At the same time, Romeo is the film’s protagonist and you do see his point of view in all of this.  Everything had seemed to be plotted out perfectly for him and seemed to be going so well until his daughter was attacked on the worst possible week and suddenly started rebelling and having second thoughts about her future on the worst possible week.  He’s certainly right to want her to keep her options open, and you can also see why he’d justify the lengths that he’d go to in order to ensure she had a leg up.  After all, if everyone else in the country is getting theirs why shouldn’t he get his?  However, it’s that one moment of failure that’s ultimately his downfall.  I’m reminded a bit of Michael Stuhlbarg’s character from A Serious Man, whose life turns into a Jobian trial as he considers selling out his principals once.

Stylistically Graduation is less bold than 4 Months, 3 Weeks, and 2 Days and Beyond the Hills and perhaps more closely resembles the look of some of Cristian Mungiu’s Romanian contemporaries, especially Corneliu Porumboiu, but that choice does fit this particular movie well enough.  The movie actually kind of reminds me of one of the movies that it was competing against at last year’s Cannes Film Festival: Asghar Farhadi’s The Salesman.  The two films actually do have the shared theme of men reacting in less than appropriate ways to women in their lives being attacked, but really what the two films have in common is that they’re in the slightly awkward position of being very good movies unto themselves while also kind of being the weakest efforts from their respective filmmakers.  Of the three films Cristian Mungiu has made since his breakout this is clearly the third best to me but that maybe says more about those other films than it does about this one.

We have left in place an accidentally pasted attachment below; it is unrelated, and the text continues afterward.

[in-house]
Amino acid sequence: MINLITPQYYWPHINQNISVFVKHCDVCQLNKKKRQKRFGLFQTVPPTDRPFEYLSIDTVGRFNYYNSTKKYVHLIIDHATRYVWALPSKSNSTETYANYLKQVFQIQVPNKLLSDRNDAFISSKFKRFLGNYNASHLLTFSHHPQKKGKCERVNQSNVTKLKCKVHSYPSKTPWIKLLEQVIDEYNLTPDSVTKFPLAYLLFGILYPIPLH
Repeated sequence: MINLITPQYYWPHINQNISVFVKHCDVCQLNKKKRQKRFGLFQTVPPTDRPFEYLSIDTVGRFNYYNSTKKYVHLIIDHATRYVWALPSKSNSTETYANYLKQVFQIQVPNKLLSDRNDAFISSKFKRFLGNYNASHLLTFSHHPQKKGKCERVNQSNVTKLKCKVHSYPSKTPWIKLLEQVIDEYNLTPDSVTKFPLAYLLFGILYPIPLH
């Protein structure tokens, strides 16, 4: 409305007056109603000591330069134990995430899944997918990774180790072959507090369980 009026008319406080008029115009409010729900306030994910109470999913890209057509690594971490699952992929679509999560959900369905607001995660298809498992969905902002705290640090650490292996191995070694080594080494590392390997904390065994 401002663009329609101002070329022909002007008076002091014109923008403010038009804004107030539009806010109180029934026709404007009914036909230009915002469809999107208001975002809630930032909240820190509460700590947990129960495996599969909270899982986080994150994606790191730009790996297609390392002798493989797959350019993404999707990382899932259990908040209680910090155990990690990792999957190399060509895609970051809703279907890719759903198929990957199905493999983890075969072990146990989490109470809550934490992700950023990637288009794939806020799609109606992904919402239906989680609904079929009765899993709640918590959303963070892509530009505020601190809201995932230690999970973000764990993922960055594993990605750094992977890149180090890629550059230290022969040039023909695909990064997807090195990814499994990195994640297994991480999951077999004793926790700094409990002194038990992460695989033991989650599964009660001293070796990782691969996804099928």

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The Lost City of Z(4/23/2017)

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It’s always interesting to watch a good filmmaker as they pivot.  That’s what seems to be happening at the moment with James Gray, who’s not really a director I’m an expert on but whose work I know well enough that I can tell he’s in a transitional place in his work.  Gray began his career with a trilogy of crime films set on the gritty streets of New York and dealing with the Russian mafia.  He then seemed like he was going to transition into the realm of intimate contemporary character study when he made the movie Two Lovers but then he seemed to realize that that the indie film world already had more than enough intimate romance films so he switched things up again with his next film The Immigrant.  That film was another New York story but one set in 1921 and focusing on a female protagonist.  I was really fond of that movie when I saw it a couple of years ago but I’d be lying if I said that it had stuck with me as much as I had thought it would.  That movie did seem to indicate a new direction Gray would be going however as his next movie also seems to be taking a classical, if slightly modernized, approach to a familiar kind of period piece, in this case the “jungle adventure.”

That film, The Lost City of Z, is Gray’s first film to not in any way be set in New York.  The film is about a British military officer in the late 1800s/early 1900s named Percy Fawcett (Charlie Hunnam) whose career has been stunted both because he served in peacetime and because he comes from a family line that’s been previously tainted in scandal.  When an opportunity comes along to finally that would allow him to gain military rank and help overcome his family’s legacy he jumps at it and that opportunity comes in the form of working together with the Royal Geographic Society in order to survey the Amazon along the Brazilian/Bolivian border in order to settle those countries land disputes and maintain the peace.  While there he finds himself fascinated by the native populations and begins searching for evidence that would suggest that there was once a vast civilization he calls “Z” (which is pronounced “Zed” in the British fashion) in the Amazon which would prove to the other whites that that there was more to these people than it seemed.